The 7-item Generalized Anxiety Disorder Scale (GAD-7) is a practical self-report anxiety questionnaire that proved valid in primary care. However, the GAD-7 was not yet validated in the general population and thus far, normative data are not available.
To investigate reliability, construct validity, and factorial validity of the GAD-7 in the general population and to generate normative data.
Nationally representative face-to-face household survey conducted in Germany between May 5 and June 8, 2006.
Five thousand thirty subjects (53.6% female) with a mean age (SD) of 48.4 (18.0) years.
The survey questionnaire included the GAD-7, the 2-item depression module from the Patient Health Questionnaire (PHQ-2), the Rosenberg Self-Esteem Scale, and demographic characteristics.
Confirmatory factor analyses substantiated the 1-dimensional structure of the GAD-7 and its factorial invariance for gender and age. Internal consistency was identical across all subgroups (α = 0.89). Intercorrelations with the PHQ-2 and the Rosenberg Self-Esteem Scale were r = 0.64 (P < 0.001) and r = −0.43 (P < 0.001), respectively. As expected, women had significantly higher mean (SD) GAD-7 anxiety scores compared with men [3.2 (3.5) vs. 2.7 (3.2); P < 0.001]. Normative data for the GAD-7 were generated for both genders and different age levels. Approximately 5% of subjects had GAD-7 scores of 10 or greater, and 1% had GAD-7 scores of 15 or greater.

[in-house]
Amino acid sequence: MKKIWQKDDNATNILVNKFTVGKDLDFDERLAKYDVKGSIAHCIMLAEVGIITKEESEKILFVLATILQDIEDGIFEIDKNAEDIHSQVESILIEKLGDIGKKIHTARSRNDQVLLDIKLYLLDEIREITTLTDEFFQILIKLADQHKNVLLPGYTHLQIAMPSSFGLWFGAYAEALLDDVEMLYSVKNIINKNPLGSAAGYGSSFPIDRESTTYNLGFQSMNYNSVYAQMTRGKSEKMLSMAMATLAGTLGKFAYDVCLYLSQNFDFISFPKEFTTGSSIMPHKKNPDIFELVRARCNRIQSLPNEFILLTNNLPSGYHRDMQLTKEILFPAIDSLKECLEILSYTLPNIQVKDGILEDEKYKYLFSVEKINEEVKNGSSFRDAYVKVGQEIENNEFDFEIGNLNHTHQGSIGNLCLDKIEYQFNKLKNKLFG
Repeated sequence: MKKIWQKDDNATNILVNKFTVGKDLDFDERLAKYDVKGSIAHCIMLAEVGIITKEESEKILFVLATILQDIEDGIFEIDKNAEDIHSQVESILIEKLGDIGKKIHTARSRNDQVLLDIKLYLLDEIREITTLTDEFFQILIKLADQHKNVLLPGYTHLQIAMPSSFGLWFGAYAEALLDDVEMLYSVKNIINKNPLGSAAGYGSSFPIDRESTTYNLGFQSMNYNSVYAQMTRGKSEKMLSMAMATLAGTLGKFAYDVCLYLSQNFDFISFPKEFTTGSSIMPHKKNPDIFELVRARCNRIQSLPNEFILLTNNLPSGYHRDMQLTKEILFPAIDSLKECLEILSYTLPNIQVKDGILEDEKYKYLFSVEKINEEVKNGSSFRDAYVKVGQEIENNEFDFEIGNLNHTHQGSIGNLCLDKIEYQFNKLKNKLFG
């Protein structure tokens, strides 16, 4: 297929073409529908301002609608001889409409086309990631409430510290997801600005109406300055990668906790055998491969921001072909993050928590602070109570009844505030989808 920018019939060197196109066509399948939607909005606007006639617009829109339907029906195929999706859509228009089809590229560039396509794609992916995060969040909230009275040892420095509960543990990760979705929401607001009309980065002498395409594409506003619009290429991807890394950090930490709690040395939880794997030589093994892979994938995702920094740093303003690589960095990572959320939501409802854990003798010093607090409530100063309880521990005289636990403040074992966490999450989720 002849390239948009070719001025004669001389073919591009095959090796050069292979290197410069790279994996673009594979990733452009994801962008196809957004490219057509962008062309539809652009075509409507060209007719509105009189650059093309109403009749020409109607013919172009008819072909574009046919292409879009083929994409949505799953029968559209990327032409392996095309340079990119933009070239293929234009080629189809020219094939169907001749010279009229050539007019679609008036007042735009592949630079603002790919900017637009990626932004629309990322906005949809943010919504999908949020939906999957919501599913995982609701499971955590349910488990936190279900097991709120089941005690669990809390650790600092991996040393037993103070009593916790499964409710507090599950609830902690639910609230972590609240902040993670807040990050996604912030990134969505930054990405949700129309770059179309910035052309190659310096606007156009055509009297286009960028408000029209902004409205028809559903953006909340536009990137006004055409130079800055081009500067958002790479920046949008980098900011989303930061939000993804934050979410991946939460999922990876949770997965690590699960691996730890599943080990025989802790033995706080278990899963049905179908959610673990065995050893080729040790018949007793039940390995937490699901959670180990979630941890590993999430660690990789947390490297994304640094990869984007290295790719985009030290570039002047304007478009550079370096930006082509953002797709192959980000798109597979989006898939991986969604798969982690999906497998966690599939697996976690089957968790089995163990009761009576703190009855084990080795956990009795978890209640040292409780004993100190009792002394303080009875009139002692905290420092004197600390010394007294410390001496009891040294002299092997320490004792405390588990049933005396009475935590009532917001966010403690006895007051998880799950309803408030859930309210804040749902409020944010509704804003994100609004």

Evidence supports reliability and validity of the GAD-7 as a measure of anxiety in the general population. The normative data provided in this study can be used to compare a subject's GAD-7 score with those determined from a general population reference group.
From the *Department of Psychosomatic Medicine and Psychotherapy, University Medical Center Hamburg-Eppendorf and Hamburg-Eilbek (Schön Clinics), Hamburg, Germany; †Department of Medical Psychology and Medical Sociology, University of Leipzig, Philipp-Rosenthal-Straβe, Leipzig, Germany; and ‡Department of Psychosomatic and General Internal Medicine, University of Heidelberg, Medical Center, Heidelberg, Germany.
Supported by the Friedrich-Ebert-Stiftung, Germany.
Reprints: Bernd Löwe, MD, PhD, Department of Psychosomatic Medicine and Psychotherapy, University Medical Center Hamburg-Eppendorf, Martinistraβe 52, 20246 Hamburg, Germany. E-mail: email@example.com.